Home / World / After Attack On Oil Tankers, Crew Arrives In Dubai: NPR

After Attack On Oil Tankers, Crew Arrives In Dubai: NPR



Mariners from the MT Front Altair arrive at Dubai International Airport in Dubai, United Arab Emirates, on Saturday.
                
                
                    
                    Jon Gambrell / AP
                    
                

hide caption

toggle caption

Jon Gambrell / AP
        
    

Mariners from the MT Front Altair arrive at Dubai International Airport in Dubai, United Arab Emirates, on Saturday.
            
        

Explosion blasted through two oil tankers in the Strait of Hormuz, the crew of one of the vessels arrived Saturday in Dubai, according to The Associated Press.

The workers' recollections of the Thursday explosion could potentially help back up or refute the US claim that Iran is to blame. The nation's capital of Tehran denies the accusation.

Though the cause of the explosions is not yet clear, Gulf countries are tightening their security measures on the Strait of Hormuz, and the oil tankers were a key topic of conversation as world energy ministers with Saturday in Japan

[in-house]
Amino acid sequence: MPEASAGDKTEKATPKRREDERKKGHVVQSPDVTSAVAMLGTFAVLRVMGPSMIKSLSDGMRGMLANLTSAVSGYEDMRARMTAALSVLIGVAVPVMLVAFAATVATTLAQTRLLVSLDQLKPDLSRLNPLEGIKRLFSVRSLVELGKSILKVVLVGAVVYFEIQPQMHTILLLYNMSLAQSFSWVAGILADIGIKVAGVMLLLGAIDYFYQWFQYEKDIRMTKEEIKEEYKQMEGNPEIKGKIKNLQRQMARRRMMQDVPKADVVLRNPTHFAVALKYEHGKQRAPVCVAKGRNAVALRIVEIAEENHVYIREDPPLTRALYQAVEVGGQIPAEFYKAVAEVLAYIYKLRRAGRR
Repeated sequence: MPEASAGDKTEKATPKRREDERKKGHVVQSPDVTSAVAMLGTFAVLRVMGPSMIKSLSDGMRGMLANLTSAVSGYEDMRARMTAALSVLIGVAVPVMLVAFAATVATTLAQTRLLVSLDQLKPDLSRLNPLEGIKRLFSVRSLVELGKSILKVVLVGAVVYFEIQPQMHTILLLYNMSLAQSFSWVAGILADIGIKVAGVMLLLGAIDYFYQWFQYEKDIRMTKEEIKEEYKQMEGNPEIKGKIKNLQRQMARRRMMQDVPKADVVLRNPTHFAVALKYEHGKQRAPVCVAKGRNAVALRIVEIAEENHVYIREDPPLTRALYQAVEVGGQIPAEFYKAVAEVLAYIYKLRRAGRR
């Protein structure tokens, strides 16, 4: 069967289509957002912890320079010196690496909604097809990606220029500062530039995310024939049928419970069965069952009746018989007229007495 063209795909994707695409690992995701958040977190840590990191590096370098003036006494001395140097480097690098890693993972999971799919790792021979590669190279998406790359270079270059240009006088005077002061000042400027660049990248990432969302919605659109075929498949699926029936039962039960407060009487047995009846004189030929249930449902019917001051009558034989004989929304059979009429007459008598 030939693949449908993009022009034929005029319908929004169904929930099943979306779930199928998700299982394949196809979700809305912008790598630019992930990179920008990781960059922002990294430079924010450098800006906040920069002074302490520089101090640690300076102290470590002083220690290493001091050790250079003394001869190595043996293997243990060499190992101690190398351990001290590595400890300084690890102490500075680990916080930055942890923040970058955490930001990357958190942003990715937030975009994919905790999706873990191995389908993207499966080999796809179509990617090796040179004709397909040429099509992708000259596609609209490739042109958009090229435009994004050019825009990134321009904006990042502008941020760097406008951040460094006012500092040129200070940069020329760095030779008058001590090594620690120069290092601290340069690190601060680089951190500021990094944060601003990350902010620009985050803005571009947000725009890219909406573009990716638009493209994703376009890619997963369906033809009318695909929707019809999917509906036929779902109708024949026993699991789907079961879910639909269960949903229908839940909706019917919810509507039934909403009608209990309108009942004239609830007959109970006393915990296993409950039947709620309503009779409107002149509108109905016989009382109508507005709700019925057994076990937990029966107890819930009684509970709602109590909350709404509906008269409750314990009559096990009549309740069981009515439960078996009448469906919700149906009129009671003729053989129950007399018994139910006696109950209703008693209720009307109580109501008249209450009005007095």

The 10 employees working on the Norwegian-owned MT Front Altair landed in Dubai following two days in Iran, the AP reports.

The Front Altair caught four after what the US described as an attack with limpet mines, AP reports. These are mines that exist to the sides of ships. Black smoke billowed off the tanker, and a passing ship rescued from the tanker, according to the AP.

The manager of the ship said it's treating the incident as a "hostile attack," according to Bloomberg.

The Japanese-owned Kokuka Courageous was also struck. The president of the Kokuka Sangyo company operating the ship said he saw something flying toward the vessel, and did not believe the ship was attacked by a mine or torpedo, NPR's Bill Chappell, Peter Kenyon and Scott Neuman reported.

The Pentagon released a grainy video Friday showing what it says is a Iranian boat recovering from the side of a Japanese vessel.

European countries have split over whether there is sufficient evidence to support the US position that Iran is behind the attacks.

"You'd think it would be pretty obvious who is responsible for this, when we actually have video evidence that shows what the Iranians have been doing," said British Foreign Secretary Jeremy Hunt.

German Foreign Minister Heiko Maas says he wants more proof of Iran's role.

"The video is not enough. We can understand what is being shown, but to make a final assessment, this is not enough for me," Maas said, according to Reuters.


Source link